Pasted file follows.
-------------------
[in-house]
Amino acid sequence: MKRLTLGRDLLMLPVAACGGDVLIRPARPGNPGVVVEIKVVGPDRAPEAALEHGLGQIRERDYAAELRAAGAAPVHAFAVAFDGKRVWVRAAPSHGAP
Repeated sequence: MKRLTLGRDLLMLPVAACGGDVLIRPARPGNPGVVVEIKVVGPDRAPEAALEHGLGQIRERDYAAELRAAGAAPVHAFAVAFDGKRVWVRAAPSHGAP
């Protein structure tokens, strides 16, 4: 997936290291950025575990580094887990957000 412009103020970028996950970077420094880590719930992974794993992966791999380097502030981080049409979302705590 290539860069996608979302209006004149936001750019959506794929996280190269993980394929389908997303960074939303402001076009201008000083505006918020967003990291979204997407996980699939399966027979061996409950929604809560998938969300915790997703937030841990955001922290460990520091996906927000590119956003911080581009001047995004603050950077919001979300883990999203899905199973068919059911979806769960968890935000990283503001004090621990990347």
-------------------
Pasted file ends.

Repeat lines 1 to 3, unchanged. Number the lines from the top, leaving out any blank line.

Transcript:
[in-house]
Amino acid sequence: MKRLTLGRDLLMLPVAACGGDVLIRPARPGNPGVVVEIKVVGPDRAPEAALEHGLGQIRERDYAAELRAAGAAPVHAFAVAFDGKRVWVRAAPSHGAP
Repeated sequence: MKRLTLGRDLLMLPVAACGGDVLIRPARPGNPGVVVEIKVVGPDRAPEAALEHGLGQIRERDYAAELRAAGAAPVHAFAVAFDGKRVWVRAAPSHGAP